• Page 3: Jose Diaz has personally covered ISTQB in letter from Editor section and he says, "Last but not least, I want you to pay attention to our new e-learning portal www.testingexperience.learntesting.com . You can register for ISTQB Foundation Level and very soon for Advanced Level. Enjoy Learning". When the chief says pay attention to something it indicates to me that Testing Experience is supporting ISTQB because they are feeding Testing Experience with enough money to do that.
  • Page 6: Yet another ad of ISTQB in German language or something similar to that. Hey look, before I even get to read the first article in a magazine, I am asked to cross 4-5 instances of ISTQB.
  • Page 13: Another instance of ISTQB half page attractive ad
  • Page 21: ISTQB again
  • Page 24: Erik Van Veenendaal writes about ISTQB and wooing people to go for it. Here is an excerpt from that article: "The ISTQB Advanced Level scheme offers a complete 5-day module on technical testing which may seem irrelevant to testers today, but I'm convinced will become more and more important to the near future or even already today".
  • Page 27: Interview with Mike Smith: Yet another ISTQB masala flavor in the form of LearnTesting. 3 pages full of that. As though - Learn Testing means only about learning ISTQB way of testing.
  • Page 30: Yet another ad for Learn Testing who in turn promotes ISTQB and run by Testing Experience.
  • Page36: An article from Rex Black, a popular founder and face of ISTQB. To his credit, he doesn't talk about ISTQB.
  • In what way is his article on page 66 to 70 that talks about Advanced Software Test Design Techniques is related to Security theme of the magazine? Do we have so less people on Security Testing that we'd have to compensate it by a non security article.
  • At least aren't there any other brilliant ISTQB certified testers who can write good articles on Security Testing or maybe even the Advanced Test Case Design Techniques?
  • Page 52 & 53 has the ISTQB and information such as "We are the community with 1,10,000 people. Are you on the right side?". Its a Shame. Rex Black speaks against the idea of Schools of Testing but has ads asking testers, Are you on the right side? with a link to ISTQB below it. What is the message?
  • Page 58: ISTQB in France
  • Page 70: Another article from Rex Black
  • Page 78: RBCS & ISTQB
  • Page 99: There is ISTQB, yet again and a full fledged article on it for 2 pages.
  • Page 103: Is yet another mention about ISTQB being there and being here for those who didn't know it will soon be everywhere .
  • Oh and Page 104 also ends with ISTQB training and other details. ( There are only 104 pages of this magazine )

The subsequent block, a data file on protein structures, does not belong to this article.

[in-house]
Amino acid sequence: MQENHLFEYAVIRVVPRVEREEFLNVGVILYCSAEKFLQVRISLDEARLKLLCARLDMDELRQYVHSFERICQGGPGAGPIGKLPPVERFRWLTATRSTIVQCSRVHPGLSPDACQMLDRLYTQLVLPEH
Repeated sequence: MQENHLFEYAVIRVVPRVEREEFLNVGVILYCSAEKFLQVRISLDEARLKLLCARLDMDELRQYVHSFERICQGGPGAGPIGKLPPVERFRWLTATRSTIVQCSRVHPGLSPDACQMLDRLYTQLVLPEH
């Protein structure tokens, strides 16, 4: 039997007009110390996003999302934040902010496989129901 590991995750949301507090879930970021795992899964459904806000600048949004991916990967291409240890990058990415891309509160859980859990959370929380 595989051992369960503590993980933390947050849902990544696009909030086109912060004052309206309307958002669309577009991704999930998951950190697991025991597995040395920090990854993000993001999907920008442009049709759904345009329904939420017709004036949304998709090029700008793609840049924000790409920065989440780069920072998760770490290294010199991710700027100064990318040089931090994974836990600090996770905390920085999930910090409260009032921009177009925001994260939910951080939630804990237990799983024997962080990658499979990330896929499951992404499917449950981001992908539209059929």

• Compare their first edition of magazine and there on, you would see ISTQB increasing with every edition. I wouldn't be surprised that the future editions is only about ISTQB and I see the future in their latest edition.

Testing is Questioning

Where is all the money that many testers across the globe paying to ISTQB certification and training going? Asks Michael Bolton on James Bach's Blog

Is the magazine becoming an official mouth piece of ISTQB or there is so much of bias that it makes me think so?

Whose money is all this? Your money. You didnt know you can make someone as rich as you wanted to be?

I think anyone who is running a business can cling to a brand to build their own brand but not to an extent that the other brand swallows it. If that is the mission, I think Testing Experience is headed on the right track.

I don't know who is in the review board and I suspect that it might not be diversified and have only ISTQB promoters.

What do you think?
  • So, you reader of this post - What is your opinion? After seeing all this would you think the magazine is neutral or is serving the purpose of promoting ISTQB?
  • Should magazines like these that claim to be for Professional Testers be promoting one kind of stuff or be helpful to the community in allowing different kinds of people to mix with?

Test Republic is a social community for software testers and a not for profit service by Mohan Panguluri, COO, Edista Testing Institute. You can witness that by visiting it. It has events of ISTQB posted in the past, it has CAST conference details and QAI conferences. It has a blend of all kinds of thought process in software testing and arguments. They allow all kinds of information to be posted from all kind of communities and schools. They keep aside their business and do this for benefiting the community. Another example is STC by Rosie Sherry. I think there is lots to learn from people like Mohan Panguluri and Rosie Sherry, for the rest of the world who also claims to be doing it for Professional testers.

The philosophy

Jose seemed to be OK with my above response of facts about ISTQB in Testing Experience's latest issue but wasn't comfortable after I mentioned to him that I plan to blog about it. He cited that his lawyers might have a look into my blog if I do so.

So they might be reading this post along with you. If I question ISTQB, the dynasty of ISTQB will hire lawyers to see if I can be attacked for questioning them?

How cheap? Software Testing is such a nascent field, we haven't even crossed 50 years and already someone is saying "The best practice and right ways of testing" and "we control the field and there is no room for disagreement".

Kudos ISTQB certified testers. You are sinking the field you are working on without knowing you are doing it. Fantastic, go ahead get certified!